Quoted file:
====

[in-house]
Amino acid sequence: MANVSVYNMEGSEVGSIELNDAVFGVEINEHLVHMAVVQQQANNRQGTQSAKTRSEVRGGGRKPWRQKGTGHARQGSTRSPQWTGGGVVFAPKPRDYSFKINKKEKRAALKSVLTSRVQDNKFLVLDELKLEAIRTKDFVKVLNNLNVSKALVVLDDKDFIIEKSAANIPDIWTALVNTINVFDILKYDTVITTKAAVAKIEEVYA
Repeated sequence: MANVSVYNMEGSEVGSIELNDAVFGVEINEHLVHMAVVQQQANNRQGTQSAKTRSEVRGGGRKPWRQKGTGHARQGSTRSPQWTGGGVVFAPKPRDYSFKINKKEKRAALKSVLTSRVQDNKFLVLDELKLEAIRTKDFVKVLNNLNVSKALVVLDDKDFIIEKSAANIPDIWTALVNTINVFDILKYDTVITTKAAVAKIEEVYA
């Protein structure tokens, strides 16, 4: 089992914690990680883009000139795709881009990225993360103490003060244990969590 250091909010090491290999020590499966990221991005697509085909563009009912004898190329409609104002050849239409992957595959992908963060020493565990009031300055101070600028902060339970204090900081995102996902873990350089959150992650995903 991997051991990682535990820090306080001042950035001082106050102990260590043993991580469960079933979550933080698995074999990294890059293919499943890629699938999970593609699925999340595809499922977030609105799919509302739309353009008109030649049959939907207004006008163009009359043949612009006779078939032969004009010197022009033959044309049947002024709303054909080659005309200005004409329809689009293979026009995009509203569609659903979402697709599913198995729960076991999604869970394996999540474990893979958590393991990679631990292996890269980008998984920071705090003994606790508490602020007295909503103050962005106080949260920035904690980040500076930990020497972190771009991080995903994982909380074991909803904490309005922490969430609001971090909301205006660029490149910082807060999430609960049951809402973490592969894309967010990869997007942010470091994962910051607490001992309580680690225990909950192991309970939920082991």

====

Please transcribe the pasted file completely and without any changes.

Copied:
[in-house]
Amino acid sequence: MANVSVYNMEGSEVGSIELNDAVFGVEINEHLVHMAVVQQQANNRQGTQSAKTRSEVRGGGRKPWRQKGTGHARQGSTRSPQWTGGGVVFAPKPRDYSFKINKKEKRAALKSVLTSRVQDNKFLVLDELKLEAIRTKDFVKVLNNLNVSKALVVLDDKDFIIEKSAANIPDIWTALVNTINVFDILKYDTVITTKAAVAKIEEVYA
Repeated sequence: MANVSVYNMEGSEVGSIELNDAVFGVEINEHLVHMAVVQQQANNRQGTQSAKTRSEVRGGGRKPWRQKGTGHARQGSTRSPQWTGGGVVFAPKPRDYSFKINKKEKRAALKSVLTSRVQDNKFLVLDELKLEAIRTKDFVKVLNNLNVSKALVVLDDKDFIIEKSAANIPDIWTALVNTINVFDILKYDTVITTKAAVAKIEEVYA
């Protein structure tokens, strides 16, 4: 089992914690990680883009000139795709881009990225993360103490003060244990969590 250091909010090491290999020590499966990221991005697509085909563009009912004898190329409609104002050849239409992957595959992908963060020493565990009031300055101070600028902060339970204090900081995102996902873990350089959150992650995903 991997051991990682535990820090306080001042950035001082106050102990260590043993991580469960079933979550933080698995074999990294890059293919499943890629699938999970593609699925999340595809499922977030609105799919509302739309353009008109030649049959939907207004006008163009009359043949612009006779078939032969004009010197022009033959044309049947002024709303054909080659005309200005004409329809689009293979026009995009509203569609659903979402697709599913198995729960076991999604869970394996999540474990893979958590393991990679631990292996890269980008998984920071705090003994606790508490602020007295909503103050962005106080949260920035904690980040500076930990020497972190771009991080995903994982909380074991909803904490309005922490969430609001971090909301205006660029490149910082807060999430609960049951809402973490592969894309967010990869997007942010470091994962910051607490001992309580680690225990909950192991309970939920082991």